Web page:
When it comes to sleeping on an overnight flight, there are eight critical choices that make the difference between a good rest and a long slog.
If you’re heading out soon on a long overnight flight, and you want the best advice on how to get a good night’s rest, then read on.
But before I even get to the advice, let’s stop the complaining about overnight flights: you’re going 500 miles per hour in relative comfort. Relax. You’ll be there before you know it.
That said, many people suffer through overnight flights—they eat (or drink) too much, they watch movies, and they fritter away hours when they could be getting a decent night’s rest.
The irony here is that most people stay up later—much later—on an overnight flight than they would ever do at home. Then they say that it’s impossible to sleep on a plane. Really? C’mon, folks, this isn’t that hard!
While personal preference will color your approach to how best to manage your time aloft, these eight critical choices can make the difference between arriving ready to roll or needing a nap.
- Fly at Your Normal Bedtime. Pick a departure time that’s close to your normal bedtime. If you’re typically an early to bed person, for example 9:00 p.m., then choose an 9:00 p.m. departure time (or something close to that). More of a night owl? Pick a later departure. The goal is to get on board, get comfortable, then go to sleep at your regular bedtime.
- Pick the Best Available Seat. A good night’s rest on an airplane is not necessarily dependent on the size or configuration of your seat: even in the lie-flat beds up front, there are passengers who make a hash of their time on board. No matter which cabin you’re in, follow these simple rules:
- Pick a window seat (no one will wake you up as they climb over you).
- Choose a row that’s as far as possible from the galley and the bathrooms (less noise).
- If you sleep on your right side? Choose a seat on the right side of the plane. Left? Left side of the plane.
- To get the best possible seat, consult the seat maps for your flight on SeatGuru.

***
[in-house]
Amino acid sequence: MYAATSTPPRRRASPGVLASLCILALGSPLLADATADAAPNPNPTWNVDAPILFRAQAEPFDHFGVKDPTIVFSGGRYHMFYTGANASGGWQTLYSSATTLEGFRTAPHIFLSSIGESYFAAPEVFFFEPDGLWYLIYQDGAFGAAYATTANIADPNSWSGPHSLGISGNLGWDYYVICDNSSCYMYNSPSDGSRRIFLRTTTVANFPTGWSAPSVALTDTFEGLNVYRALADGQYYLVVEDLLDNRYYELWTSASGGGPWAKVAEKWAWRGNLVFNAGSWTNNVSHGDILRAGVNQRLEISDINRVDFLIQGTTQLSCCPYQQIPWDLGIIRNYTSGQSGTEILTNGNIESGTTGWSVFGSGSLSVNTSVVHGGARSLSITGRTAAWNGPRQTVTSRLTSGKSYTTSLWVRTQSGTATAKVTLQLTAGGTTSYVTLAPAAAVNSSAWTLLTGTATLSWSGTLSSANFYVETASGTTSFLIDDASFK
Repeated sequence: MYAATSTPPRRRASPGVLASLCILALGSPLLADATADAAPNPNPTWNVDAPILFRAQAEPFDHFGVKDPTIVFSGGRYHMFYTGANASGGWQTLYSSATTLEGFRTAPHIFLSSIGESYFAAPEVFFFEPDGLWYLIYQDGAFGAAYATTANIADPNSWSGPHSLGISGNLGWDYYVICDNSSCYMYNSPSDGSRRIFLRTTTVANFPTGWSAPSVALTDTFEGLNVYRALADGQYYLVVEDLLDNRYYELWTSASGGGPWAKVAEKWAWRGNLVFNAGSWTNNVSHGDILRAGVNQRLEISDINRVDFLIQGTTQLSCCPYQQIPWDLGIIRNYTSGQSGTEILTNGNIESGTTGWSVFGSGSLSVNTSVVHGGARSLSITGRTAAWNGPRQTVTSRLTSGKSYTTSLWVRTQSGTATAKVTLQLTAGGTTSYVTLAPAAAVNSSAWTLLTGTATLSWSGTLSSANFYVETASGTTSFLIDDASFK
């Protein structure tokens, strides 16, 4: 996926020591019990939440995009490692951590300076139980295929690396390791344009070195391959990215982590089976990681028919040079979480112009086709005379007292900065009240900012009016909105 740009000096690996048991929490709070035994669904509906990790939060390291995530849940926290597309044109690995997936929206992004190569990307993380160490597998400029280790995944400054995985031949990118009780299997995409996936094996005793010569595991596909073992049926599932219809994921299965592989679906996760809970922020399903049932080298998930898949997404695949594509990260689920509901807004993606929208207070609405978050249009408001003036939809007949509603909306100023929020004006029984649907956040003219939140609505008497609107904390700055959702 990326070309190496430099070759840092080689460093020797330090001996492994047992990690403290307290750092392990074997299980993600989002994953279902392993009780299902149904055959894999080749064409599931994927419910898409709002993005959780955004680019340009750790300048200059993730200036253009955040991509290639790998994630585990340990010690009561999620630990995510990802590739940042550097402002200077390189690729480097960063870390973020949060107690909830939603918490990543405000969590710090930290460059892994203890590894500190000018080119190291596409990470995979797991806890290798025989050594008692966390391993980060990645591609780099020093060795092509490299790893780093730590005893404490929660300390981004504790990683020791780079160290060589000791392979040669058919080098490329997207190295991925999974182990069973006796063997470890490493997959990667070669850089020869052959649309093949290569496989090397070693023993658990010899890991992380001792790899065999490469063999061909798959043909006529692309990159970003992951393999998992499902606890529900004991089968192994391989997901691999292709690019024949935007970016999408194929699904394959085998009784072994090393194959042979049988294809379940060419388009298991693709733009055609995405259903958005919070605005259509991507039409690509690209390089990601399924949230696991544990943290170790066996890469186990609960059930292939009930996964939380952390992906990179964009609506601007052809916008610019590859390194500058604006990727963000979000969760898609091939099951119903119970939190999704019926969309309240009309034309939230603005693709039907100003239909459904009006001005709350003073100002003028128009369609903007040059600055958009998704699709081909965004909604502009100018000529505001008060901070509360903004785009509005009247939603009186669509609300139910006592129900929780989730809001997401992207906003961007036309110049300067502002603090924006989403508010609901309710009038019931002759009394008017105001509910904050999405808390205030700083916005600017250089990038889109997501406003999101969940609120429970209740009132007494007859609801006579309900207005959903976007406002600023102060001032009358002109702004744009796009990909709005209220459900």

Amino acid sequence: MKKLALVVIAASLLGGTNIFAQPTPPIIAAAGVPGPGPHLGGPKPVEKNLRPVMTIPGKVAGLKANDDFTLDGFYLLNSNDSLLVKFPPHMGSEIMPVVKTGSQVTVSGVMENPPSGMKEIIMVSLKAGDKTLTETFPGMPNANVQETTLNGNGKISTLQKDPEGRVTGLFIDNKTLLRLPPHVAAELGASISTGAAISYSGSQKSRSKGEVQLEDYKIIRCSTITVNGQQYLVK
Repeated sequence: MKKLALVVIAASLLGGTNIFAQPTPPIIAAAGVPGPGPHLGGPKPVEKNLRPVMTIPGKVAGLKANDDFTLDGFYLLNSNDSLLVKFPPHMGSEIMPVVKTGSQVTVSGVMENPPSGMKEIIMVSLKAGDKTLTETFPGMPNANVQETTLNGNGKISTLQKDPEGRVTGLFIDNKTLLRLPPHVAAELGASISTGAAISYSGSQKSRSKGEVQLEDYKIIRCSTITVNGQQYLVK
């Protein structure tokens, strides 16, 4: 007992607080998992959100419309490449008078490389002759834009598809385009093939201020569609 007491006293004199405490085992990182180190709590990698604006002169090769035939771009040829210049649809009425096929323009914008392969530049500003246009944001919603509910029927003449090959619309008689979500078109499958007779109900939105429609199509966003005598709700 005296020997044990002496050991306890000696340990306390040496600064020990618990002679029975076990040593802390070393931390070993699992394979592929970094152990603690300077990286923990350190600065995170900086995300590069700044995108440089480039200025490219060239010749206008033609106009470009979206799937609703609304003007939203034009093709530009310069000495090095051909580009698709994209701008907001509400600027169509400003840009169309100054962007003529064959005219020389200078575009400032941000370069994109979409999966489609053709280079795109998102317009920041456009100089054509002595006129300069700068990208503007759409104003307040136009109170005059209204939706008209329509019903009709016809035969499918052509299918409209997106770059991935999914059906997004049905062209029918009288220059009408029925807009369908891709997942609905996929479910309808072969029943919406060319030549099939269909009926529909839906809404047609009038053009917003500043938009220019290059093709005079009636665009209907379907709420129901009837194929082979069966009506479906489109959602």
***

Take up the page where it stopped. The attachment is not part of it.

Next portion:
- When it comes time to agonize over paying a bit more for a better seat, do this: rationalize the extra cost of that better seat over the total cost of your trip. A hundred bucks more for a better seat? That seems like a lot, right? But spread that cost over ten days of adventure? Shoot, that’s $10 a day. Go for it.
- Have Dinner Before Your Flight. Enjoy a light meal—at home, in town, or at the airport—at your normal dinnertime. Just as with sleep, you’ll have a better flight experience if you have dinner when you usually do. What’s more, you’ll maximize the amount of time for on-board sleep.
- Leave for the Airport Early—Really Early. C’mon, people, why turn the last hours before your much-dreamed-of-adventure into a mad scramble? To get a good night’s sleep, you’re going to need to wind down gradually in the hours before you go to sleep. So, get out of the office—or home—with lots of time to spare. Then, count on a traffic snarl, and some long lines at the airport. If you’re swimming in time, it won’t matter.
- Put Away Your Devices. Turn off all of your devices before boarding and put them away. Give your mind time to disengage from everything—work, home, relationships. There will be plenty of time once you land to confirm that meeting, answer that question, untangle that misunderstanding. And, once you’re on board, turn off the screen at your seat.
- Wear a Mask and Earplugs. Check with your airline to see if they provide a mask and earplugs. If not, bring them with you. As soon as your plane reaches 10,000 feet, put your seat back, your earplugs in, your mask on, and go to sleep. Stay asleep as long as you can. And when you wake up, go back to sleep. Be intentional about it.
- Be Smart About Hydration. Don’t load up on salty snacks or caffeinated drinks before your flight (they’ll dehydrate you). But also: don’t overdo it on the water! Just sip normally so that you stay adequately hydrated. Don’t drink too much water! Why? Because you don’t want to have to climb out of your seat during the flight to use the bathroom.
- Skip the Sleep Aids. There are a lot of sleep aids to choose from—Ambien, Melatonin, Tylenol PM, et cetera—but the point of sleeping well on a plane is to normalize the experience as much as possible. If you’re not used to sleep aids, an overnight flight is not the place to start.
For a good night’s sleep, plan ahead and be intentional: make your time on board as relaxed and as close to your normal sleep routine as possible. Then, when you walk off the plane rested and refreshed, you’ll be ready to get outside and explore. And that’s the point, isn’t it?
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